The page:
Second Generation Japanese In America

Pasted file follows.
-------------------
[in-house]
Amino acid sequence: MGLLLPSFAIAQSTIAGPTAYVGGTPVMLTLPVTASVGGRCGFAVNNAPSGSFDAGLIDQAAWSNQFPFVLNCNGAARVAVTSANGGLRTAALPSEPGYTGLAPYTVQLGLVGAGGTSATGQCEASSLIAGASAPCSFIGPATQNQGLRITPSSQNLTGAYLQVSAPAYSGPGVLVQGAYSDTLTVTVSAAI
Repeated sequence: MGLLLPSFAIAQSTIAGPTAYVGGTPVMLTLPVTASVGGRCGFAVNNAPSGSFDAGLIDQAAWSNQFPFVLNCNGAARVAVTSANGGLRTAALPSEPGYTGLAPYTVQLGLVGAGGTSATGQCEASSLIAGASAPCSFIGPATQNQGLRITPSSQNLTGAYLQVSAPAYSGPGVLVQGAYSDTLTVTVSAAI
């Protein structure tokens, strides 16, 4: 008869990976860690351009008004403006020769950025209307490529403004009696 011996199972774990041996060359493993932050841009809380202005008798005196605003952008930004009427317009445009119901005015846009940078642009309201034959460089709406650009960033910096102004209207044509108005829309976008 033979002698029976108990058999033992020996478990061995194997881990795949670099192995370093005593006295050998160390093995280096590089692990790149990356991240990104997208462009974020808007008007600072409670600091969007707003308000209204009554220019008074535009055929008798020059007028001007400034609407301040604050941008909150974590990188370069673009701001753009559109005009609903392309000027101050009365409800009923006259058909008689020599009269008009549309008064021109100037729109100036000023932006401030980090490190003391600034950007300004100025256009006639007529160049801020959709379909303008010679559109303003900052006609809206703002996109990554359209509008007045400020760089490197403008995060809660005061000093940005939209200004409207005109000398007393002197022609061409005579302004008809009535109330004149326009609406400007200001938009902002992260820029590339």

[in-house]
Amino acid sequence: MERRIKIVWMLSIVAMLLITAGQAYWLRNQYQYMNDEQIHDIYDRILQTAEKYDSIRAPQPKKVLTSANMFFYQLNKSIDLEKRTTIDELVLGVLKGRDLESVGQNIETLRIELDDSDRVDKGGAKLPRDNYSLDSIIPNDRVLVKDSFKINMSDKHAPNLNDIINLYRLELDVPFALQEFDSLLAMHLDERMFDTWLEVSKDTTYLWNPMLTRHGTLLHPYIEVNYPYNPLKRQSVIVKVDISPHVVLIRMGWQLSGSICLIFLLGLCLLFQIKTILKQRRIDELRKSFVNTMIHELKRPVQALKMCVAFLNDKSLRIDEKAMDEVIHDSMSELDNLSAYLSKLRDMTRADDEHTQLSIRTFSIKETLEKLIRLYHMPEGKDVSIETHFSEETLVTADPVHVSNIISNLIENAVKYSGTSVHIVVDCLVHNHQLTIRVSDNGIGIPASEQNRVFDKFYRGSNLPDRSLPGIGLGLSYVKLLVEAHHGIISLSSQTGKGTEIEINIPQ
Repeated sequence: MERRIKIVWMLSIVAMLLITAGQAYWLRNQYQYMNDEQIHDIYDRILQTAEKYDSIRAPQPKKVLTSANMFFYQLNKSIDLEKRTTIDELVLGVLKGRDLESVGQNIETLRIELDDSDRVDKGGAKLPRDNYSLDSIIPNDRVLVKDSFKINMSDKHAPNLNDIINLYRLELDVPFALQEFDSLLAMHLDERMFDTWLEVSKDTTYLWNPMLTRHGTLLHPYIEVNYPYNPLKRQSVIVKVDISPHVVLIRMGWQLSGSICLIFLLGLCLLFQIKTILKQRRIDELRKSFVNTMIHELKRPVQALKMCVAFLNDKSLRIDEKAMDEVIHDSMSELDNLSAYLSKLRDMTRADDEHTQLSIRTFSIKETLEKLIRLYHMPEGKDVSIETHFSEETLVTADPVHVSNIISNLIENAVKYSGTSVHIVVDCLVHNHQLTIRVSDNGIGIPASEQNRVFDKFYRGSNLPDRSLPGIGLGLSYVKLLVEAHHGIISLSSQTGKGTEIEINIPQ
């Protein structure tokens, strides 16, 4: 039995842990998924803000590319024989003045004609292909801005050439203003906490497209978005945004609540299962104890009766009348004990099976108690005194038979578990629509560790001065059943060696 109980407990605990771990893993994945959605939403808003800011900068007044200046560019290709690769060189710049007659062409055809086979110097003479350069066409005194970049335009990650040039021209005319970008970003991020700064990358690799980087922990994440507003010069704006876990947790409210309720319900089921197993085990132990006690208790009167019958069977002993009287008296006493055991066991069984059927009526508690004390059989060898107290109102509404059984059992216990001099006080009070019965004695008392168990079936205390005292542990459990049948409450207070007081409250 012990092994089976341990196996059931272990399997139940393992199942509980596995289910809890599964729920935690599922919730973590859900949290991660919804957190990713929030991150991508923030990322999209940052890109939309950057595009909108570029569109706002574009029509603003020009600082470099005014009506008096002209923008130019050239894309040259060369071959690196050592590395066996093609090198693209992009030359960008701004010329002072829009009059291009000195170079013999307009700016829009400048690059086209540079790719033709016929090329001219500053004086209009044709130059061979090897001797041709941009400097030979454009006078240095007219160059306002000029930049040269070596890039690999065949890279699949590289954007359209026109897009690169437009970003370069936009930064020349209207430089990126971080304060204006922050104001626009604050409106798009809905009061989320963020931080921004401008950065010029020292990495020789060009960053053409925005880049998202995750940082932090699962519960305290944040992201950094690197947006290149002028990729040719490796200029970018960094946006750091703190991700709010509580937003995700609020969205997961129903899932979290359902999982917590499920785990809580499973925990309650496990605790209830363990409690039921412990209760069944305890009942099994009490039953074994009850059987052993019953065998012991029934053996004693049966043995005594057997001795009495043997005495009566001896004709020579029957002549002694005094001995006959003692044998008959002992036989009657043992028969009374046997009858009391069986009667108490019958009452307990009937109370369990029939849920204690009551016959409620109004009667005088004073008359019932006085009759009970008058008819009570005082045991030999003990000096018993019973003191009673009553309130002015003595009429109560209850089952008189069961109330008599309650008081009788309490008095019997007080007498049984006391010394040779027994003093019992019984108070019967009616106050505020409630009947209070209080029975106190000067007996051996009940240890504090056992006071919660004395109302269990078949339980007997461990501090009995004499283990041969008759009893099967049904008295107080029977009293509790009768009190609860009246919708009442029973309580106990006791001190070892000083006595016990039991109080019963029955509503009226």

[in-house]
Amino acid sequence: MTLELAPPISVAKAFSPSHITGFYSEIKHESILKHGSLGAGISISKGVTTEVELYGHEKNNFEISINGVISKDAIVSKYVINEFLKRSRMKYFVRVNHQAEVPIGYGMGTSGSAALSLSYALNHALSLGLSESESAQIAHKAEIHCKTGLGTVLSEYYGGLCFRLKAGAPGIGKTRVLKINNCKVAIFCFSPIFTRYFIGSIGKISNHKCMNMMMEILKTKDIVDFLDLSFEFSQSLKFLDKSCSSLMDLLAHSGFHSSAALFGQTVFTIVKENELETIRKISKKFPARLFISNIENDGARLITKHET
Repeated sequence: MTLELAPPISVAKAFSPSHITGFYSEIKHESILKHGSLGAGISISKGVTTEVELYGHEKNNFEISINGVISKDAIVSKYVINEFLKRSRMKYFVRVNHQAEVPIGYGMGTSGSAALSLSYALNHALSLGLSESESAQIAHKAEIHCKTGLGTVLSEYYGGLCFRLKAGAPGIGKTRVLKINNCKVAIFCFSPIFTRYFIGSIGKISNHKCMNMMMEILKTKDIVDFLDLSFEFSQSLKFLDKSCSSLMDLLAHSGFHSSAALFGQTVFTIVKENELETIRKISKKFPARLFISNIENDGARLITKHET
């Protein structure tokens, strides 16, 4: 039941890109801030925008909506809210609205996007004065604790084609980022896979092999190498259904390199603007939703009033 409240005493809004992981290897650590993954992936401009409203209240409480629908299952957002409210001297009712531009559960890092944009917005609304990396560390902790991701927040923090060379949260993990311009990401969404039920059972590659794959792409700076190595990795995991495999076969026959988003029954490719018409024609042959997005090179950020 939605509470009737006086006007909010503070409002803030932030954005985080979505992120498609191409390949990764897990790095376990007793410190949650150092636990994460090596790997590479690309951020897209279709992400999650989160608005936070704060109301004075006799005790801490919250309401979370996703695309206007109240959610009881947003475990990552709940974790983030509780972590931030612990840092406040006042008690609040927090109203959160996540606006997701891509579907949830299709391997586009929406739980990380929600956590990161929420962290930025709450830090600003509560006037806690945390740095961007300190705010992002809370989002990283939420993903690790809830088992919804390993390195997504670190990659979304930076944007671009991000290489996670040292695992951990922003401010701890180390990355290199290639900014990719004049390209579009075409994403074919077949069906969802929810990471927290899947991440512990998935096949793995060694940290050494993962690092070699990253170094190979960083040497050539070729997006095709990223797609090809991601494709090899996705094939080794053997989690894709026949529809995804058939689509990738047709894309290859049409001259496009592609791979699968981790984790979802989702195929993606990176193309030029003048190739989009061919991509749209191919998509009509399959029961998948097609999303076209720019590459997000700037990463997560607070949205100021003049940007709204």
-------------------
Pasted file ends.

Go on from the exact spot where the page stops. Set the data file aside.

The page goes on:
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Second generation Japanese children are the offspring of first generation immigrants: those that emigrated here from Japan. Unlike their parents, who are raised, and will always have some sort of ties to, Japan, the second generation is American born, and will integrate themselves into American society in a more profound manner than that of their immigrant parents. The second generation must seek to reconcile the co-mingling of their own American culture with the integration of the culture of their parent’s heritage, and, set in the environment of American society, this proposes a number of issues. Between the pressure of their American peers and their immigrant families, and striving for the American dream of prosperity that brought about their parent’s immigration here, the 2nd generation will be a driving force in shaping the future of the Japanese immigrants here in America at large, as well as in the cities they choose to congregate in. Many first generation parents immigrated here foreseeing a better chance of material success, especially for their children. This however, also comes with a distrust of American family and community values, and this fear leaves the parents in a strange dichotomy: how to raise their child to still hold on to the Japanese cultural values beset in themselves, while raising their child in America, with high hopes and demands for success higher than their own. The children meanwhile must find their own identity between these two countries, and their decision is shaped by a multitude of issues, especially prejudice or racism, and their expectations of such biases. Such discrimination has a direct effect on self esteem, aspirations, and can be a major point of conflict between parent and child, and thus these four issues have a wider effect on the expansion or narrowing of the goals of the second generation child. Thus, the

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